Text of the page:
Easy Almond Milk
We just realized that one of our kitchen staples, homemade almond milk, wasn’t fully posted on our blog. Technically we had a post, THREE years ago (!) but it wasn’t extremely comprehensive. Here’s how to make some almond milk for yourself!
Obviously you can buy it, but I like making my own when I need a LOT or if I’m out of it, which is often because it usually comes in such small containers. Also, you save a lot on packaging & shipping by making it yourself.
What you’ll need:
- almonds, about .5-1.5 cups depending on how much you want to make
- a blender
- a mesh bag (like we used in our chai concentrate the other day)
- a funnel
- a large bowl, preferably with a spout
- bottles/jars with tops for storage (we use old pasta sauce jars, very useful things)
How to make it:
- Pour the almonds into the large bowl, then cover with water. Leave them to soak for a couple of hours, ideally 8 hours if you have a less powerful blender. The longer you soak them, the creamier your outcome. I usually go with 1.5 cups almonds, which makes enough milk for a week’s worth in our house and fits nicely in our blender. I don’t think it needs to be exact, just check the consistency as you go to make it how you want/need it.
- Drain the water and rinse the almonds. Pour them into a blender with enough water to cover, then about a cup or two more. Blend on high for a few minutes, or until the almonds are completely pulverized and it’s creamy and smooth.
- In your large bowl, place the mesh bag in it, folding it over the sides of the bowl so that you don’t make a mess. Pour the milk into the bag, lift the sides of it and squeeze the liquid out into the bowl. Do this until all that’s left in the bag is dried almond pulp.*
- Pour the strained liquid into your storage jars, using a funnel if necessary. Repeat the straining until everything in your blender is gone.
- Pour 1/4 tsp vanilla and a dash of cinnamon into each jar, then stir to combine. If you’d like sweetened milk, add in 1 tbsp maple syrup or other liquid sweetener and give it a shake. (I like to add these after straining so you get the full flavor.)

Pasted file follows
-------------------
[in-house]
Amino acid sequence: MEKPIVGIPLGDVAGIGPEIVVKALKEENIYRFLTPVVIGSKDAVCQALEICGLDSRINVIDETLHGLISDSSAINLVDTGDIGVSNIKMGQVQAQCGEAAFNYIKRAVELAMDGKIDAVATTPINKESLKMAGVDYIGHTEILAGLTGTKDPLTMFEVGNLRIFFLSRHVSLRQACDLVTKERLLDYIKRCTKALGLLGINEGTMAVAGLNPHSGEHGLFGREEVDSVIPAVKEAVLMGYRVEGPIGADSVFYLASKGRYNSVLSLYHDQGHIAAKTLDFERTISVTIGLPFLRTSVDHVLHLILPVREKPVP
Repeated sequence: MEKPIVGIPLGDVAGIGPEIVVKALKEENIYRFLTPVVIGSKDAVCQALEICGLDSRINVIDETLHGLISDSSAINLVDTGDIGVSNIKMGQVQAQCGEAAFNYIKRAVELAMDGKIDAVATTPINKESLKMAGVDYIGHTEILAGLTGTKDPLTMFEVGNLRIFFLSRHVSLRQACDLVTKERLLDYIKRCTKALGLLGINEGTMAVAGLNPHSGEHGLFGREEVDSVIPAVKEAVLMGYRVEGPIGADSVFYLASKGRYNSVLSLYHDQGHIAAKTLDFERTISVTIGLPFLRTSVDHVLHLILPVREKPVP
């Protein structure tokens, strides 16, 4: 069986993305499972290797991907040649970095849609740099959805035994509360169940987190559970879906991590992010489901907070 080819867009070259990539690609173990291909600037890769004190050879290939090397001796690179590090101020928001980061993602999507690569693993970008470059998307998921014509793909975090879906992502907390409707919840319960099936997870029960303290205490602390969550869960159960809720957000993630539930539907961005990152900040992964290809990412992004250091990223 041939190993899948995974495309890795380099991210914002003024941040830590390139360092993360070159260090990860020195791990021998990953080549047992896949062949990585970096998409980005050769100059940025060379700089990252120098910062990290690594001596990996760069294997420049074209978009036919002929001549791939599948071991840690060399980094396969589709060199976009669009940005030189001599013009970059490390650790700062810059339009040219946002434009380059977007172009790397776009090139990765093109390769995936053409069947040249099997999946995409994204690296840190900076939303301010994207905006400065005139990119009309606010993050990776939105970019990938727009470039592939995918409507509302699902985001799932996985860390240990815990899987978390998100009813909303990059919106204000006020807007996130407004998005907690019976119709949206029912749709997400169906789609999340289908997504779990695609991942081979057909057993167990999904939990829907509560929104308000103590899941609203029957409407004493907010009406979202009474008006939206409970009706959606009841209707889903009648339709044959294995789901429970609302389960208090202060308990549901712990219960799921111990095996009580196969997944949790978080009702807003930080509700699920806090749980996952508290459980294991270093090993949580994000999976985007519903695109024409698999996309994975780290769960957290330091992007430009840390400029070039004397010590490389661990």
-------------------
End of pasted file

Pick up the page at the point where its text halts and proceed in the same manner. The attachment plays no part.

*If you’re interested in not wasting a bit of this process, save the almond pulp! You can either use it again to make more milk (great for baking) or use it in baked goods such as pie crusts, crackers, or in batters. Just store it in a sealed container in the fridge for up to two weeks. (I haven’t tried storing it longer than that, though I’m sure you could.)
This milk lasts about 5-7 days in the fridge - use it in cereal, baking, curries, hot chai, or to make creamy smoothies! I’ll be using it tomorrow for my birthday cake, which might grace the blog ;)
If you’re looking for more non-dairy milk recipes, we have a REALLY comprehensive guide in the Spring 2013 issue of Chickpea Mag - there are recipes to make use of the almond pulp, how to make make milk out of pretty much any nut/seed/grain, best techniques, and best add-ins for each type. Check it out here in print or digitally.
This is one of those things I’ve been dying to try making for years, but never got around to it because it seemed hard. On the contrary, it only took about an hour out of my weekend and made the house smell amazing - and now I’ve made enough to last me a few weeks! So if you’re interested in drinking hot, sweet, spicy, complex chai, try this out and save yourself years (!) of just thinking about it.
- 1 tsp each ground cardamom, nutmeg, black peppercorns
- 1 tbsp whole cloves
- 1-inch piece of ginger root, sliced into medallions
- 2-3 cinnamon sticks
- 1 vanilla bean pod, sliced open
- 3 pieces star anise
- 3-4 tablespoons whole-leaf black tea leaves - we used Earl Grey Creme c/o The Tea Company
- 3/4 cup light molasses, maple syrup, or sugar (such as sugar in the raw)
- 4 cups boxed coconut milk (found in the refrigerated section) - we also tried canned coconut milk but found it too fatty for this drink. Almond milk would also work in this recipe. Our favorite attempt was vanilla coconut milk c/o So Delicious.
Other equipment you’ll need: a fine-mesh bag and a mesh strainer, a funnel if you’re working with small openings, also a large glass bottle with a top for storage.
If you don’t care so much about the residue of powdered spices, a mesh strainer will work just fine by itself. Use whole spices, alternatively.
Get a stronger tea by using whole spices instead of ground, and/or let the mixture steep on the stove longer.
- Pour all of the ingredients into a pot and turn the heat to medium. Stir to combine and let sit for about 40 minutes, partially covered, stirring every so often.
- Put your mesh bag (or the mesh strainer, if you’ve used whole spices instead of ground) into a large bowl and pour the tea in. Let it strain through, then pour into your storage bottle. I did mine in batches so it was easier to pour.
- When you’re ready to make drinks, fill your cup(s) up halfway, then the rest with a strongly brewed straight-up hot black tea. Top with a dusting of cinnamon and drink it up!
- If you’re using this later on, after it’s been refrigerated, just shake it a bunch of times before you pour it out - sometimes it’s even nice to use the metal mesh strainer again, just as you pour it into glasses, to strain out any lumps.
These ingredients make about 4 cups of chai “concentrate”, but you could easily just keep adding more coconut milk as you empty the pot and reuse the spices a few times. I ended up making about 4 batches total, because I love chai so much. It’s a really warming drink that is so comforting as it keeps snowing here every few days. Hope you enjoy it!